This museum was the private home and business establishment of the Stone family who ran an inn here in the early 1800s. The building itself is 18th century construction (with as little renovation as possible) and represents the type of living on the "frontier" that was Western New York (an original colony) of that era.
Brighton area town politics were a major topic in the tavern in its day. All of the objects in the home are original to the premises and have been authenticated by the Landmark Society.
Entrance fee is a nominal $2 and donations to the landmark society are accepted.
The entrance times are very minimal (noon to 3pm on Friday and Saturday). A tour guide will give you all the information about each of the rooms and the significance of items in the rooms (kitchen, foyer, dining area, sleeping area, sitting room). There is a short walk around the garden area and the path to the "outhouse".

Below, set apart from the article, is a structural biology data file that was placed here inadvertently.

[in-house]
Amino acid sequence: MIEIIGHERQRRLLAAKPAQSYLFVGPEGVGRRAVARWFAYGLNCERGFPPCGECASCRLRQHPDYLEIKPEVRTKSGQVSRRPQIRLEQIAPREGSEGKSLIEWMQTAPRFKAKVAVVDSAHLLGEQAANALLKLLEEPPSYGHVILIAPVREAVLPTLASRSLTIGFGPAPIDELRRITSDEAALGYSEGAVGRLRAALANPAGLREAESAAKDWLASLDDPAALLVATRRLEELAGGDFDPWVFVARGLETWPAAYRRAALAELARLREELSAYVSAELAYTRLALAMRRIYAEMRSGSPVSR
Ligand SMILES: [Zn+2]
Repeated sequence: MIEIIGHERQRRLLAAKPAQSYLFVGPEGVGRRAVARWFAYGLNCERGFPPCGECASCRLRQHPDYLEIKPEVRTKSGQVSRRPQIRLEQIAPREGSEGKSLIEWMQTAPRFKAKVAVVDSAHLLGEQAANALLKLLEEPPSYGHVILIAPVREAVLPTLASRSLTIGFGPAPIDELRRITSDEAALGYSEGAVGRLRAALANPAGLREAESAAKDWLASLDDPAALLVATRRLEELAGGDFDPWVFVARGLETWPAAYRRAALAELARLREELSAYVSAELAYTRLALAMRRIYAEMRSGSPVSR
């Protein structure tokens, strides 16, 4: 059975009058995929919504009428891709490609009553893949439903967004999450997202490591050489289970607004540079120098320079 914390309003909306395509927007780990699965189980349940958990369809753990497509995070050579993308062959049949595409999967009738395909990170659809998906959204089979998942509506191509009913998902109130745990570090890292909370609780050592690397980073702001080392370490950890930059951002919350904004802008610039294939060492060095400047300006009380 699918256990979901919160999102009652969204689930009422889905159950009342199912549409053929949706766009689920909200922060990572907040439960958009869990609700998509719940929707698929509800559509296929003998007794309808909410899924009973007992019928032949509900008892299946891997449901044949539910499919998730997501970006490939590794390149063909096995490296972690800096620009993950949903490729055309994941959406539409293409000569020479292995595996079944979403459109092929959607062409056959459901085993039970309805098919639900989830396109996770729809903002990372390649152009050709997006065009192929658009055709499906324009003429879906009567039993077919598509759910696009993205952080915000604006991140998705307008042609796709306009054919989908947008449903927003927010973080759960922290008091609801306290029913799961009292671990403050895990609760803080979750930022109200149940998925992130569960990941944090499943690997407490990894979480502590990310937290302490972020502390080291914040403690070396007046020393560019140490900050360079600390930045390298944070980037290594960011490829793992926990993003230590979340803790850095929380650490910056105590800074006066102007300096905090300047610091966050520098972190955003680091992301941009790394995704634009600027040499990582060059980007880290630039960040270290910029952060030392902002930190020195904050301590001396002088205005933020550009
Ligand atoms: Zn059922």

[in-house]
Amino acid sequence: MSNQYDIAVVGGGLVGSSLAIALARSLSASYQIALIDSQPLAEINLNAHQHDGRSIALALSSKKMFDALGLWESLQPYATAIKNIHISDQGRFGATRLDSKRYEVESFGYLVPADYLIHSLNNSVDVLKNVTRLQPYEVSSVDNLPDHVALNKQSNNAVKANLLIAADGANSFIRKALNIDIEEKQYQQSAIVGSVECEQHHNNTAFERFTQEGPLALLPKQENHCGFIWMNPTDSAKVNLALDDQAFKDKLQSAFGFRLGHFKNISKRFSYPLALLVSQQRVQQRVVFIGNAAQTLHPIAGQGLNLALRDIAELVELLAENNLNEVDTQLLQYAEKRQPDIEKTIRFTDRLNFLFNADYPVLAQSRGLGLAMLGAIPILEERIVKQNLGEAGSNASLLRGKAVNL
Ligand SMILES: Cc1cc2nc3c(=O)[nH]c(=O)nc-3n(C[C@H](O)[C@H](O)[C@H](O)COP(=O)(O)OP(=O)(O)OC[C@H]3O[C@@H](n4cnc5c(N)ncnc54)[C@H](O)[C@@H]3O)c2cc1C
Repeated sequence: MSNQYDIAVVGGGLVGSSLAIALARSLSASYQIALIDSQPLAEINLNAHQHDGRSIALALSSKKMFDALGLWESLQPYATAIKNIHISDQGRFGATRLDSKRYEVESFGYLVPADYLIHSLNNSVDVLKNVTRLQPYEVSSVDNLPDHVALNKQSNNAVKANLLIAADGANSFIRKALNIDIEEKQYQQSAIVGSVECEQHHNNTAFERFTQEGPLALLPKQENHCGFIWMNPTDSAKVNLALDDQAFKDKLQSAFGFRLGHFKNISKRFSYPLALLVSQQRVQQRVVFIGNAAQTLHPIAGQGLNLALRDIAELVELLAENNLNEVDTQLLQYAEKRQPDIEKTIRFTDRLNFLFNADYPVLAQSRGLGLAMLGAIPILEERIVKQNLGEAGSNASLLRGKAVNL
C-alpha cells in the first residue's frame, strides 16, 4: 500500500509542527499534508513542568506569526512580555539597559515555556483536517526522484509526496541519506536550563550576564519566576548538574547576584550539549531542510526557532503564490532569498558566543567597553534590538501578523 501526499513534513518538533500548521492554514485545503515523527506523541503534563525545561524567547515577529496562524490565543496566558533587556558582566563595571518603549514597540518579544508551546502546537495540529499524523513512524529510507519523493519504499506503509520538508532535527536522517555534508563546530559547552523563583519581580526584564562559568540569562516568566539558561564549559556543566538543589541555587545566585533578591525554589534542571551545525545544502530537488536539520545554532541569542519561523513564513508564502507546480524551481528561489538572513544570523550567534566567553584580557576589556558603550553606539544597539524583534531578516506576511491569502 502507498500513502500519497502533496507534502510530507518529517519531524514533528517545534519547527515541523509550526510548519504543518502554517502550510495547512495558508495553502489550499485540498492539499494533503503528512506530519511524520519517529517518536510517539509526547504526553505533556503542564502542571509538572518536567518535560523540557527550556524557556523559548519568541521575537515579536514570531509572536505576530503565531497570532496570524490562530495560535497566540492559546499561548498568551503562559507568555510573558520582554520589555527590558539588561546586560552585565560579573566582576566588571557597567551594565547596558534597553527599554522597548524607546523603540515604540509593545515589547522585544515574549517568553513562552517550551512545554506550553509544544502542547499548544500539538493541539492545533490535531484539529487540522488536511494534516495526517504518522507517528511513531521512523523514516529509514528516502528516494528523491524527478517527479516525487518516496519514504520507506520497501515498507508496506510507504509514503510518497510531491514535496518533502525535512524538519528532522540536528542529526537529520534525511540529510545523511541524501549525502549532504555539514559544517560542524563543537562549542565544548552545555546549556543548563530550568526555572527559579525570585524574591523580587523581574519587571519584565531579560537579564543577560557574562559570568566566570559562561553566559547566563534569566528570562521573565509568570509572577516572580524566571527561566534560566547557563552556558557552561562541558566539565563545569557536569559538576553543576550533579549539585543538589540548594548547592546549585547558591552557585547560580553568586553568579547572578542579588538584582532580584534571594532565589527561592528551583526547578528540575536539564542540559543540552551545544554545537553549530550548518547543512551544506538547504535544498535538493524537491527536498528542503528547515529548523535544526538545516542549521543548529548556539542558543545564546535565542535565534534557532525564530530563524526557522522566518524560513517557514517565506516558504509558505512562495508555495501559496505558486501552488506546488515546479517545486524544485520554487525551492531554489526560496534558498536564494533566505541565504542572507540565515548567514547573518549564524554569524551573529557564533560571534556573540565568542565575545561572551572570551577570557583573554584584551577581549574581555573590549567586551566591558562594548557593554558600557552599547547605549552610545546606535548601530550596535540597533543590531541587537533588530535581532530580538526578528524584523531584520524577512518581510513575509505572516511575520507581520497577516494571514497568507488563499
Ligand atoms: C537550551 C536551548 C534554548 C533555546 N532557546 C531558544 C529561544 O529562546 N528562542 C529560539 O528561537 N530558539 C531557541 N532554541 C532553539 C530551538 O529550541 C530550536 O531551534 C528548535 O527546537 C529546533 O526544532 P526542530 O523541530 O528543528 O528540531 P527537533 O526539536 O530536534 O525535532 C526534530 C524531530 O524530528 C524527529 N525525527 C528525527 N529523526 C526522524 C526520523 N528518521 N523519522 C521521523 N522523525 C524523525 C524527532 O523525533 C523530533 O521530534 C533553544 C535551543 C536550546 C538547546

Highland Park is on the west edge of Brighton and provides some nice areas for picnicing, hiking, birding and the annual Lilac Festival. It is well manicured and landscaped, it has some handicap-accessible paved paths and benches for resting. The park is often used as a backdrop for weddings so don't be surprised to see people in gowns and tuxes on the grounds.
The park has along its perimeter, Mt. Hope Cemetary, Warner Castle and the Civic Garden Center, the Highland Bowl ampitheater, Frederick Douglas Square, Lamberton Conservatory.
The park is not too large to transverse in a couple hours of walking but it is an up-down park with plenty of hilly sections. A walking tour could start at Mt. Hope Avenue up along Robinson Drive then a jog south on South Avenue to Reservoir Avenue which takes you to Bellevue Drive and the heart of the park. Continue on Bellevue Drive to Goodman St and south to Highland Avenue and west to South Avenue again.